Metro Vancouver faces increasingly crowded market

In addition to yesterday's launch of Metro Vancouver and the upcoming launch of Dose, the Globe and Mail is expected to roll '7,' its weekly tabloid entertainment and lifestyle section, into the city and, says Vancouver-based media consultant Smita Patel, Sun Media is reportedly bringing its free daily 24 to the market as well.
All of this activity will ultimately be positive for local advertisers, says Patel. 'TV is outrageously expensive. Radio is cluttered and there are a lot of games being played that are keeping the rates high. Outdoor is difficult to buy because of limited space and it gets sold out. I hope the (free dailies) won't be so outrageously priced because I really think the local advertisers are going to win.'

In addition to yesterday’s launch of Metro Vancouver and the upcoming launch of Dose, the Globe and Mail is expected to roll ’7,’ its weekly tabloid entertainment and lifestyle section, into the city and, says Vancouver-based media consultant Smita Patel, Sun Media is reportedly bringing its free daily 24 to the market as well.

All of this activity will ultimately be positive for local advertisers, says Patel. ‘TV is outrageously expensive. Radio is cluttered and there are a lot of games being played that are keeping the rates high. Outdoor is difficult to buy because of limited space and it gets sold out. I hope the (free dailies) won’t be so outrageously priced because I really think the local advertisers are going to win.’

Metro Vancouver, a free daily created as a joint venture of Torstar, CanWest MediaWorks and Metro International SA, has the triumvirate setting its sights on the city’s 18-49s. Vancouver joins Toronto and Montreal as the third market in Canada for Swedish-based Metro, which publishes similar papers in 17 countries.

With Metro Vancouver, CanWest pretty much has every demographic covered in the market and still plans to launch Dose in Vancouver and four other cities on April 4. The news, information and entertainment daily is national with a local overlay specific to Vancouver, Calgary, Edmonton, Ottawa, and Toronto.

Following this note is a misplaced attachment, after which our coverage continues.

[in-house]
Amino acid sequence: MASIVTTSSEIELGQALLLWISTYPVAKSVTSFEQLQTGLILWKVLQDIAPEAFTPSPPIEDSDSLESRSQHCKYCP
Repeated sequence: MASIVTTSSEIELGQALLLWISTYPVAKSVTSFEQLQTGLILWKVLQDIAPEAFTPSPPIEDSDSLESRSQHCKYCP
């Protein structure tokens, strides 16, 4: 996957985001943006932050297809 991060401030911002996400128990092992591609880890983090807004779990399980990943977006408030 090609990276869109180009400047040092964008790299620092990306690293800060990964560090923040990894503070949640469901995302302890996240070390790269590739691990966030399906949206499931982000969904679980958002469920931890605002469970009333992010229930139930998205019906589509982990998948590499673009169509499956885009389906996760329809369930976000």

Dose will skew a little younger than Metro, targeting 18-35s with 24 as the bull’s-eye via multiple touch points – print, online (www.dose.ca) and a wireless portal.

Metro Vancouver will circulate 145,000 copies daily while Dose plans a national run of 320,000 – 80,000 of those scheduled for the Vancouver market.

CanWest currently owns the Vancouver Province and the Vancouver Sun as well as a number of weekly community papers in the area.

The Province‘s readership, mainly 18-34s, has been pretty steady but the Sun‘s numbers amongst 25-54s have been slipping a bit. Patel says the launch of Metro Vancouver is a good strategy to attract a younger audience and sell that hard-to-reach young demo to advertisers, although CanWest risks cannibalizing some of its Province and Sun readerships.

She says this venture may also help CanWest recapture some of the ad dollars it has lost over the years to Georgia Straight, a 30-year-old weekly lifestyle and entertainment paper that reaches 340,000 young readers each week.

Patel says she was glad to see Metro is a joint venture rather than three individual papers because the market is getting saturated with younger-skewed print media.

‘I don’t think there is room for two or three competitors in the same field. When I first heard there was going to be Metro, Dose and the Globe and Mail section, I thought it would be a bloodbath and that the one with the deepest pockets would win.’